EPA News

By June 2, 2021 No Comments

EPA faces more litigation on legacy asbestos

The Asbestos Disease Awareness Organization delivered on an earlier notice of intent to sue by filing an official complaint against the U.S. Environmental Protection Agency over its ongoing risk evaluation of asbestos.

ADAO, a leading nonprofit aimed at preventing asbestos exposure, was joined by five other organizations and several public health experts in asking the court to set a deadline for the EPA to complete its work.

Exposure to asbestos, a naturally occurring mineral once used ubiquitously in construction, can cause a number of serious health issues, including mesothelioma cancer.

The lawsuit contends that the EPA has failed to adequately evaluate asbestos as required by the amended Toxic Substances Control Act.

One of the biggest threats to the general public is asbestos in older homes and commercial buildings – legacy asbestos – found most everywhere. Legacy asbestos was added to the Toxic Substances Control Act in 2019 after a U.S. Circuit Court of Appeals ruled the EPA must include it, an order sparked by another lawsuit from ADAO and others.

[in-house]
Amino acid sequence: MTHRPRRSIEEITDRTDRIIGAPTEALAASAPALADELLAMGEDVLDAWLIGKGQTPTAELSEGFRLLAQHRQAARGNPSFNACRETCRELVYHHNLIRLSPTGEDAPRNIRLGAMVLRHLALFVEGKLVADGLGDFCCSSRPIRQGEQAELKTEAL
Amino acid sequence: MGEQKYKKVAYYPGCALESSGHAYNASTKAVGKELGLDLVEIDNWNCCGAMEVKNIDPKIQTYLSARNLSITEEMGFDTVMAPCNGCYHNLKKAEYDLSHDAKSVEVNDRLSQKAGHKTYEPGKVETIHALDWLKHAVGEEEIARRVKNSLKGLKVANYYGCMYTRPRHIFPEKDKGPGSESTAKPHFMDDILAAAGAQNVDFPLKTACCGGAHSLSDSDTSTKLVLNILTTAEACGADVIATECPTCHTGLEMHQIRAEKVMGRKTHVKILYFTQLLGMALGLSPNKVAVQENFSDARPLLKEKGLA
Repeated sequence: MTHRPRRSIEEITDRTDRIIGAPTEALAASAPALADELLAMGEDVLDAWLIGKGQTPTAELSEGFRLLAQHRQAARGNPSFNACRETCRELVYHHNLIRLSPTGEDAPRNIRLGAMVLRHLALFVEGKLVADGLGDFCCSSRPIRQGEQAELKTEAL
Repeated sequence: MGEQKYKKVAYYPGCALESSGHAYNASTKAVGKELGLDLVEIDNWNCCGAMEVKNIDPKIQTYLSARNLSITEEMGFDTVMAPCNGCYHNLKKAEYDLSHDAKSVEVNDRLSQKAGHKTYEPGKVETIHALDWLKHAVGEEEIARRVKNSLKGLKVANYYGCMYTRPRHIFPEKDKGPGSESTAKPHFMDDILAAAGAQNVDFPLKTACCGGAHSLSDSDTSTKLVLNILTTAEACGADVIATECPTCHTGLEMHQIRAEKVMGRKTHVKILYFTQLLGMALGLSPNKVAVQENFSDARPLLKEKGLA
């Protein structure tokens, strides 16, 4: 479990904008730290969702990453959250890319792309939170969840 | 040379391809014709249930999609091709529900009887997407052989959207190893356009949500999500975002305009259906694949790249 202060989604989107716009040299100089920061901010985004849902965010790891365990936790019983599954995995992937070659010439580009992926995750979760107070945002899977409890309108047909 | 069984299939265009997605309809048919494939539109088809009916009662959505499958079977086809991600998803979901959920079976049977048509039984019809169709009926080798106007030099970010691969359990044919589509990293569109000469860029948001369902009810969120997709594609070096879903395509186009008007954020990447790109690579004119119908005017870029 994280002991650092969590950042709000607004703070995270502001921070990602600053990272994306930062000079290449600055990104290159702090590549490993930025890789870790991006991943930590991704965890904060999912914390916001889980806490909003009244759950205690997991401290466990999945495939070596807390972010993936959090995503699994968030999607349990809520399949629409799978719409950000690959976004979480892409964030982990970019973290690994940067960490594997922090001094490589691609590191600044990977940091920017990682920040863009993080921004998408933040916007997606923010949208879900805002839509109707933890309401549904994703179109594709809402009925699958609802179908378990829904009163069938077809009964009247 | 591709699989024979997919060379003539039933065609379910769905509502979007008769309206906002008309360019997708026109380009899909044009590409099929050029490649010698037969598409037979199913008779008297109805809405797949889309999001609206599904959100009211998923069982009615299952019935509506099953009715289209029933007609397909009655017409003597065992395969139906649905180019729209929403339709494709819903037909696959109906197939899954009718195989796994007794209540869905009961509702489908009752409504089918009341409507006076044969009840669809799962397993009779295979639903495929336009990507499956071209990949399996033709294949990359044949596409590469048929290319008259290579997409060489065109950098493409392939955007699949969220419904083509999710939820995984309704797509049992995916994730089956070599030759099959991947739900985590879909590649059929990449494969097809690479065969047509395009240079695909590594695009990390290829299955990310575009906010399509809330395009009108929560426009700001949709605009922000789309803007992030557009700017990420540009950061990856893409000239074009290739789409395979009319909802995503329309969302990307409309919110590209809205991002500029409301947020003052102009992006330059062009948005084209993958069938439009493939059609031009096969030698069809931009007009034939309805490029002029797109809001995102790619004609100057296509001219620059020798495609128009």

PFAS exemptions eliminated by EPA

The EPA, through the Office of Pollution Prevention and Toxics, recently issued a statement that will have significant impacts on any company seeking ways to have PFAS enter the market through low volume exemptions (LVEs) under the Toxic Substances Control Act (TSCA), according to the National Law Review.

These PFAS exemptions eliminated by the EPA may also have retroactive impacts, as the EPA is seeking to have companies that previously obtained PFAS LVEs voluntarily withdraw them. While on its surface the policy shift may seem insignificant, when considering the change in the context of the EPA considerably stepping up efforts to regulate PFAS, the news is yet another policy change that companies with any connection to or use of PFAS must pay attention to.